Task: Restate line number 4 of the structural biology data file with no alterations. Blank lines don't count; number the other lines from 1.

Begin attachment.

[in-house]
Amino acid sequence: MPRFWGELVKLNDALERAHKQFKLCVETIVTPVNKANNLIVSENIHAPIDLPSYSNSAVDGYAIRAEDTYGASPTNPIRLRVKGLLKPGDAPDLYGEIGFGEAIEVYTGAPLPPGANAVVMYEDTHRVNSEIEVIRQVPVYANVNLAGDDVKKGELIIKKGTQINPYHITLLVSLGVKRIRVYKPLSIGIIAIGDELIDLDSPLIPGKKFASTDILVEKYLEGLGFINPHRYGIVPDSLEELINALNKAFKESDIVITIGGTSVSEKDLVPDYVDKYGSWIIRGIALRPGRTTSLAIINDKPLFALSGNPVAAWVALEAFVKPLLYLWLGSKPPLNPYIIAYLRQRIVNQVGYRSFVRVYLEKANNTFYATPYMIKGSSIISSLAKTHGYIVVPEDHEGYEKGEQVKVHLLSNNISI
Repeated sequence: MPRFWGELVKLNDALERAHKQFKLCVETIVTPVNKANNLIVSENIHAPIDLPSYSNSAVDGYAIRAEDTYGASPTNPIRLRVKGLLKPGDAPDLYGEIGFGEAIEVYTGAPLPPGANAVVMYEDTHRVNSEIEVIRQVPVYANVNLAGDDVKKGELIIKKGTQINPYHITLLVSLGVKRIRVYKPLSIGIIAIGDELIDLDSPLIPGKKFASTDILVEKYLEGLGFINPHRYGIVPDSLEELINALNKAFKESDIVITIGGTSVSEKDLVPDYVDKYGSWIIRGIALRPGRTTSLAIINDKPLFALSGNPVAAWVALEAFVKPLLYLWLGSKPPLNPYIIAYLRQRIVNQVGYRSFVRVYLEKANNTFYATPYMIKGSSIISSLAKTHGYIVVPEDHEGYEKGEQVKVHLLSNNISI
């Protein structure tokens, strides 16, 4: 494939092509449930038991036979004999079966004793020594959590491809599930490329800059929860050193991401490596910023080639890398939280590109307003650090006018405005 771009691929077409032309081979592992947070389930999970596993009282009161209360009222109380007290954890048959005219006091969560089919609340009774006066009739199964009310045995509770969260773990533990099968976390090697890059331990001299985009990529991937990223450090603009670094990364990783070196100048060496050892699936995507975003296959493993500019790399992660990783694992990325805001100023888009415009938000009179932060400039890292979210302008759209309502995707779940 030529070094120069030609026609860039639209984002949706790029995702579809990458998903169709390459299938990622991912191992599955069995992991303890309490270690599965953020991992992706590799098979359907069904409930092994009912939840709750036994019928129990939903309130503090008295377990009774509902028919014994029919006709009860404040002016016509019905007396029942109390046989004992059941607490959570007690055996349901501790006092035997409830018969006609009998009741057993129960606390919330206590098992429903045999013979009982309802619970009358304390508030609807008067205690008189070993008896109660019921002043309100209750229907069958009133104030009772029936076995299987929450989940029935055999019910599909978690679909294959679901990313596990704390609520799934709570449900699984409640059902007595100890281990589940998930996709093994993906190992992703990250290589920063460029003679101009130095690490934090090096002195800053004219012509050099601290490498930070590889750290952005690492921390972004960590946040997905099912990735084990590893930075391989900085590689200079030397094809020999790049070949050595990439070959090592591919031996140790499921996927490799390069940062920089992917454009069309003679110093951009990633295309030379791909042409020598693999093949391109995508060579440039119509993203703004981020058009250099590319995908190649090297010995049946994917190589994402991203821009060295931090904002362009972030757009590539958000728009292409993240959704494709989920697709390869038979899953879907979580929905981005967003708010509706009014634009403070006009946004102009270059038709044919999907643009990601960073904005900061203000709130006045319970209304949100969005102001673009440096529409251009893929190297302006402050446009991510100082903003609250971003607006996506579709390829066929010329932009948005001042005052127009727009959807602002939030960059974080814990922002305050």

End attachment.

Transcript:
């Protein structure tokens, strides 16, 4: 494939092509449930038991036979004999079966004793020594959590491809599930490329800059929860050193991401490596910023080639890398939280590109307003650090006018405005 771009691929077409032309081979592992947070389930999970596993009282009161209360009222109380007290954890048959005219006091969560089919609340009774006066009739199964009310045995509770969260773990533990099968976390090697890059331990001299985009990529991937990223450090603009670094990364990783070196100048060496050892699936995507975003296959493993500019790399992660990783694992990325805001100023888009415009938000009179932060400039890292979210302008759209309502995707779940 030529070094120069030609026609860039639209984002949706790029995702579809990458998903169709390459299938990622991912191992599955069995992991303890309490270690599965953020991992992706590799098979359907069904409930092994009912939840709750036994019928129990939903309130503090008295377990009774509902028919014994029919006709009860404040002016016509019905007396029942109390046989004992059941607490959570007690055996349901501790006092035997409830018969006609009998009741057993129960606390919330206590098992429903045999013979009982309802619970009358304390508030609807008067205690008189070993008896109660019921002043309100209750229907069958009133104030009772029936076995299987929450989940029935055999019910599909978690679909294959679901990313596990704390609520799934709570449900699984409640059902007595100890281990589940998930996709093994993906190992992703990250290589920063460029003679101009130095690490934090090096002195800053004219012509050099601290490498930070590889750290952005690492921390972004960590946040997905099912990735084990590893930075391989900085590689200079030397094809020999790049070949050595990439070959090592591919031996140790499921996927490799390069940062920089992917454009069309003679110093951009990633295309030379791909042409020598693999093949391109995508060579440039119509993203703004981020058009250099590319995908190649090297010995049946994917190589994402991203821009060295931090904002362009972030757009590539958000728009292409993240959704494709989920697709390869038979899953879907979580929905981005967003708010509706009014634009403070006009946004102009270059038709044919999907643009990601960073904005900061203000709130006045319970209304949100969005102001673009440096529409251009893929190297302006402050446009991510100082903003609250971003607006996506579709390829066929010329932009948005001042005052127009727009959807602002939030960059974080814990922002305050």